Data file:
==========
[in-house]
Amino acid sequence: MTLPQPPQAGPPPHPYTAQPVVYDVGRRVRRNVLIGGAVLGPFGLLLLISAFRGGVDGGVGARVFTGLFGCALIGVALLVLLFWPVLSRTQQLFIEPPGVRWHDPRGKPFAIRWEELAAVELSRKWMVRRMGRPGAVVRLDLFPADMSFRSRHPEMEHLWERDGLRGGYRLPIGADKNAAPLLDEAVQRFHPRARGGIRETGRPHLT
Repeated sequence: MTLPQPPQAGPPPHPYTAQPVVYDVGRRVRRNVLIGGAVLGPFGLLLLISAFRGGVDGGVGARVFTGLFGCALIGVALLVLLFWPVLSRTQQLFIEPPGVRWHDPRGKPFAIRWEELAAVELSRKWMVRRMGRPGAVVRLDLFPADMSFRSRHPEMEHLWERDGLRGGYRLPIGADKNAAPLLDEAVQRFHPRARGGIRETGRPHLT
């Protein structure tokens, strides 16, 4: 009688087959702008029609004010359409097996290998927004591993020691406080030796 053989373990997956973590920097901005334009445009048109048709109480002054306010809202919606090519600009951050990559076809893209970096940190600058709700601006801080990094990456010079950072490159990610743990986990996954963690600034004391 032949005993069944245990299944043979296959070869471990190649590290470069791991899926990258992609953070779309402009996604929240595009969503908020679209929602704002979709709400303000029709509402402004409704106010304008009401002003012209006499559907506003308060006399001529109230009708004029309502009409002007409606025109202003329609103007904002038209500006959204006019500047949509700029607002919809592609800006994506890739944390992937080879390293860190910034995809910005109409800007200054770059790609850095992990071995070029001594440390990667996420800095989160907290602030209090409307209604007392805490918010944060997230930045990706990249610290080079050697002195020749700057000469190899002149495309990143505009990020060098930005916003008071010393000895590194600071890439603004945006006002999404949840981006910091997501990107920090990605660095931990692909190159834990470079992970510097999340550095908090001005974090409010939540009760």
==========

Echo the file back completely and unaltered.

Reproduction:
[in-house]
Amino acid sequence: MTLPQPPQAGPPPHPYTAQPVVYDVGRRVRRNVLIGGAVLGPFGLLLLISAFRGGVDGGVGARVFTGLFGCALIGVALLVLLFWPVLSRTQQLFIEPPGVRWHDPRGKPFAIRWEELAAVELSRKWMVRRMGRPGAVVRLDLFPADMSFRSRHPEMEHLWERDGLRGGYRLPIGADKNAAPLLDEAVQRFHPRARGGIRETGRPHLT
Repeated sequence: MTLPQPPQAGPPPHPYTAQPVVYDVGRRVRRNVLIGGAVLGPFGLLLLISAFRGGVDGGVGARVFTGLFGCALIGVALLVLLFWPVLSRTQQLFIEPPGVRWHDPRGKPFAIRWEELAAVELSRKWMVRRMGRPGAVVRLDLFPADMSFRSRHPEMEHLWERDGLRGGYRLPIGADKNAAPLLDEAVQRFHPRARGGIRETGRPHLT
């Protein structure tokens, strides 16, 4: 009688087959702008029609004010359409097996290998927004591993020691406080030796 053989373990997956973590920097901005334009445009048109048709109480002054306010809202919606090519600009951050990559076809893209970096940190600058709700601006801080990094990456010079950072490159990610743990986990996954963690600034004391 032949005993069944245990299944043979296959070869471990190649590290470069791991899926990258992609953070779309402009996604929240595009969503908020679209929602704002979709709400303000029709509402402004409704106010304008009401002003012209006499559907506003308060006399001529109230009708004029309502009409002007409606025109202003329609103007904002038209500006959204006019500047949509700029607002919809592609800006994506890739944390992937080879390293860190910034995809910005109409800007200054770059790609850095992990071995070029001594440390990667996420800095989160907290602030209090409307209604007392805490918010944060997230930045990706990249610290080079050697002195020749700057000469190899002149495309990143505009990020060098930005916003008071010393000895590194600071890439603004945006006002999404949840981006910091997501990107920090990605660095931990692909190159834990470079992970510097999340550095908090001005974090409010939540009760």